I realize of course that the movie aims to show how everyone deals with stress poorly and then finally bands together as a team to help each other out, but it was REALLY annoying how certain characters kept turning into insane complainers. Sure, there will be one or two whiners in a crowd. But I think it was way overblown here. Instead of having the movie one where we could sympathize with the characters going "against the odds" - you really wanted to see most of the characters killed off. Quickly. Surprisingly, they really do kill off far more characters than one would expect in a movie like this.
But, of course, the Guy Gets the Girl, and enough people survive to make the whole ordeal worth it. Unfortunately, the movie ends with perhaps one of the worst ending lines ever made in a movie. You'll have to wait and judge that one for yourself.
A fun disaster flick with some great fiery moments - just don't expect compelling character development or much of a plot in this one. And as a safety note, contrary to what the movie says, the reason you want to be in a car during an electrical storm is NOT that the tires are rubber. Studies show that the amount of rubber on a tire is completely meaningless when compared with a bolt of lightning. It's the metal cage of the car that protects you from the electrical strike."
A collector?s edition in DVD that is worth every penny!
Babushka | Long Beach, CA | 06/27/2000
(5 out of 5 stars)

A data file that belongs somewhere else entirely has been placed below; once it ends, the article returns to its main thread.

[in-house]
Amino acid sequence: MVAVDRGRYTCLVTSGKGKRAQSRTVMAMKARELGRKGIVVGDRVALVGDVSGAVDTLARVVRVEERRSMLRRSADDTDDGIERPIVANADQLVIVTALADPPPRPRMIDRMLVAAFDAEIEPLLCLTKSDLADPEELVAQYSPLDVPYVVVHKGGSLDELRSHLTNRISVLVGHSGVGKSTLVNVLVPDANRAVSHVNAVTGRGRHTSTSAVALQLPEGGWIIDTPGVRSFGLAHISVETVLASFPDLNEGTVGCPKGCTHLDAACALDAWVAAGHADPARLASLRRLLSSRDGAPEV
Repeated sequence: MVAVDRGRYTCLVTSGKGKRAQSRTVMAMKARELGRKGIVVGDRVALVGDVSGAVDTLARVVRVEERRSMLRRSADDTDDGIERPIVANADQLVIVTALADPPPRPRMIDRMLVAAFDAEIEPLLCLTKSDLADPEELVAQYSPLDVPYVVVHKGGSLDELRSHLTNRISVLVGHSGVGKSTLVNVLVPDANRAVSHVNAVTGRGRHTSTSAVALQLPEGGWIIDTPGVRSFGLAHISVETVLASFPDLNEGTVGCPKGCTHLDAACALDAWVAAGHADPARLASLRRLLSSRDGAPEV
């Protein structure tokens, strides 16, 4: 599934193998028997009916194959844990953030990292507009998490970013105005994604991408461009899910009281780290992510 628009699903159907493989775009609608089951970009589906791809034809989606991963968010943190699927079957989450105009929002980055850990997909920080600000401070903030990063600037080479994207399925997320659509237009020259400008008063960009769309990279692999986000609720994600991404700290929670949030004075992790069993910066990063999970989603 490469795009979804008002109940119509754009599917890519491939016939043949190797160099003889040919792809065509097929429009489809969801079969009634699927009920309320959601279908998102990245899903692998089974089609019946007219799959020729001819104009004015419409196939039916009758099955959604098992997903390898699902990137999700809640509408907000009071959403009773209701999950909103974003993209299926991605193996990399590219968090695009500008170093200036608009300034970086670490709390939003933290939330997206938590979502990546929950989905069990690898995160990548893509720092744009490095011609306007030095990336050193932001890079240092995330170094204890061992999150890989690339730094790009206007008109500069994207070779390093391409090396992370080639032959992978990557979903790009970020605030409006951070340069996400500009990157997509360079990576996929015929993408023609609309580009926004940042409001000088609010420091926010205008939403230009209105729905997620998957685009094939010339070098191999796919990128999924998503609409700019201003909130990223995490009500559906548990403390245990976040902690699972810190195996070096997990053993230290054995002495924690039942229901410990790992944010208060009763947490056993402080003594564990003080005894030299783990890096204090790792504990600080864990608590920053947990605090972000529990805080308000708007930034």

"Here is a disaster flick that puts the audience into a real life situation, which is unique and quite different from the typical action and adventure films. The movie, Daylight, is based on a real life occurrence of a tunnel accident in the late 1940s at the Holland and Lincoln tunnels under the Hudson River. Directed by Rob Cohen, the movie is a visionary masterpiece of a tunnel explosion that brought the whole character set to work together and risk their lives on this horrible disaster situation with the elements of nature involved. The character set is where the true inner beauty of the movie rests. It is one that I describe as not too well known to the public with a notable exception of Sylvester Stalone, who played the lead part. Here, Stalone played a sympathetic character, who brought the survivors to daylight. Although he has the persona of Rocky and Rambo, Stallone was, in the movie, an ordinary citizen who blends perfectly well with the others in the set without putting emphasis on muscles or action. Amy Brenneman (NYPD Blue) plays the female lead. She adds a freshness and excitement in the film. The presence of Viggo Mortenssen (Crimson Tide) was also exceptional who played a role as a sports celebrity. The family role models of Steven & Sarah and their daughter Ashley and an older couple put emphasis on values of caring and loving in a disastrous situation. The juvenile offenders were also terrific. Stalone's son in real life, Sage Stalone, especially gave some good highlights in the movie. The tunnel cop, George, played by Stan Shaw was a symbol of sheer humanity and warmth as he put the survivors together. Lastly, the worthwhile appearances of medical-relief workers, firemen and engineers have given their dedication for making this movie so believable for the audience to like it. Besides the good casting, this film is appraised for its outstanding cinema production as far as visual effects are concern. The filming of an explosion at the tunnel is one of a kind. What really amazes me here is the long fire ball sequence that takes the audience into this journey, for the first time, of looking inside the horrible flame that is rolling as it impacts every object in its path, melting and burning down vehicles. The DTS sound quality of the DVD is amazing here. Also, there is a lot of stunt work involved here, of course, in order to make it believable. Stalone's stunt work in the fan sequence was a thrill portion to see. Feeling the power of the water reaping through the ceiling, turbulent tremors and explosions, and the tile cracks are all formidable forces that alert the audience to join the character set to express true fear and is really amazing. The blowout was the climatic scene between Stallone and Brennemen for their last chance to escape. This blowout scene is very original and is enriched with animated graphics and stunt work, which is beautifully accomplished. One thing to comment is the excellent musical score. The musical effects present in disaster films like Daylight have the essence of thrill, fear, escape and hope. In Daylight, the musical score is one that depicts on heroism, failure and triumph of the human spirit over fear. In the introduction of the movie title itself, it has a speedily haunting sound, as it travels with the audience through a laser journey through a tunnel at night and at fast speed, which really prompts the audience to be prepared for that unthinkable situation that is about to happen.As a huge fan and collector of disaster films, the movie, Daylight, is a great flick. The DVD Collector's Edition is packed with bonus materials. It includes this film in anamorphic widescreen, a special "making of" and behind the scene track, feature commentary, production notes, cast & filmakers, theatrical trailers, a featurette and even a music video of the movie love theme "Whenever There Is Love" performed by Donna Summer. All of this in one DVD, it is definitely a movie to own."